Loneliness is a disease permeating our secular and selfish society, a culture driven by a frantic quest for success, an affliction causing great anguish and anxiety for millions of people who feel trapped by their fears: the fear of failure, the fear of illness, the fear of death – or just the fear of life itself, the fear of living alone and dying alone, the fear of never having any one who loves us just as we are, without trying to change us – the fear of having no lasting, satisfying, significant relationships. These feelings, these fears, lie at the heart of the human condition, the need for a “sense of belonging,” the need to love and be loved.
As we have seen in my most recent posts we were created for meaningful and rewarding relationships. Christianity is relational: the right relationship with our Creator (i.e. joyful worship, steadfast trust, loving intimacy, willing obedience, enjoying God forever); the right relationship with ourselves, neither self-conceit or self-contempt, but “love of self” in the biblical sense (i.e. knowing who you really are, where you came from, where you are going, and where you will be when you get there; understanding what makes each of us special, and seeking to become the persons God created each of us us to be); the right relationship with others (i.e. love, respect, service, appreciating every person’s uniqueness and worth, especially in the eyes of God); finally, the right relationship with the world (not only seeing the world as our “mission field” as followers of Jesus (i.e. taking the whole Gospel to the whole world), but also knowing that this planet we live on has been entrusted to our care by our Creator, to whom we are accountable as partners in God’s continuing creation.
Of course, the most important of these relationships is our relationship with God (“You shall love the Lord your God with all your heart, with all your mind, and with all your soul” – Jesus called this the “Greatest Commandment”). The second commandment in importance God’s command to love ourselves, the loving relationship we have with ourselves, for that will determine to a large extent the quality of the relationships we have with others (“Love your neighbor as you love yourself“). Those words of Jesus are so often misunderstood and misinterpreted. Some will say, “Sure, I do think it is very important to love yourself, to look out for yourself, to take responsibility for yourself. For after all, nobody else is going to do that for you. In the end you must answer to no one but yourself.”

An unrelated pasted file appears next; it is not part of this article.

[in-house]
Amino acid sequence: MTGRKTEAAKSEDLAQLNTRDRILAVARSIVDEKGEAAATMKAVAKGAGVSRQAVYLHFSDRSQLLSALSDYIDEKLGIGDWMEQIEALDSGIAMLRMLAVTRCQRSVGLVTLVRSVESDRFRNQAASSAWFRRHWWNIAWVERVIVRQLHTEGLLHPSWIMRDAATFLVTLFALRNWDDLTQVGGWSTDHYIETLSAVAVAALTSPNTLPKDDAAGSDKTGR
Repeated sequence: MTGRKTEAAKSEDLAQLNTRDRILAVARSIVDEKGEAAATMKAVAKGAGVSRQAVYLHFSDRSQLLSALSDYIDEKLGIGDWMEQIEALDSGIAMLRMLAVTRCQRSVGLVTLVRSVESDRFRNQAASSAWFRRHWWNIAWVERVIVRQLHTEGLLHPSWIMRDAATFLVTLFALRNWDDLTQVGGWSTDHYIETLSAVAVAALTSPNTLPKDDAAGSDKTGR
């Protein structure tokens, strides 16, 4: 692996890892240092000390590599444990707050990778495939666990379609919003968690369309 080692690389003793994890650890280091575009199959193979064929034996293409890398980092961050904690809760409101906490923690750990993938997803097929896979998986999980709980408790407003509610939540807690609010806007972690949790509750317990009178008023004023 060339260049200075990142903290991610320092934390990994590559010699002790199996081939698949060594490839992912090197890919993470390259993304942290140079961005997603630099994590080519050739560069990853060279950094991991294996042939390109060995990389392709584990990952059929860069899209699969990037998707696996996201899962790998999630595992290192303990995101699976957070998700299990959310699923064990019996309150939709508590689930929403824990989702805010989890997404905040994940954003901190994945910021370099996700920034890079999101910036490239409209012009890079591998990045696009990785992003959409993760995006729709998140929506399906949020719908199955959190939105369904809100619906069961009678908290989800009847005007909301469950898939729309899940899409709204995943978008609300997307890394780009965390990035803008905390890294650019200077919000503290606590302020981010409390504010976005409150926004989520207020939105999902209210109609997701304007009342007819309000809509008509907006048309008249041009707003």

That may sound right at first, but if you really get to know the people making such statements, expressing such feelings, you will often find the malady of loneliness, the belief that he or she really is alone. You will discover this fear with all of its terrible consequences: “No one really loves me for the person I am, so I must love myself. No one really cares for me, so in the final analysis I must care for myself. No one else is going to be there for me, no one else is going to look out for me, so I must first look out for myself, and do it well.” This attitude lies at the heart of the human condition, and this is the condition to which the Gospel of Jesus Christ speaks. Here is the “Good News” all of us need to hear and believe: each of us is greatly loved, loved unconditionally and unendingly; and we are never really alone! The proof of God’s amazing love is this, “…that while we were yet sinners, Christ died for us” (Romans 5:8) – “While we were still weak, at the right time Christ died for the ungodly” (vs. 1). The most familiar verse in the New Testament is John 3:16: “God so loved the world that He gave His only begotten Son”, but how many people are familiar with this text from the First Letter of John, apparently written by the same apostle who wrote the Fourth Gospel, the same chapter and the same verse: “We know love by this, that he (i.e. Jesus) laid down his life for us”?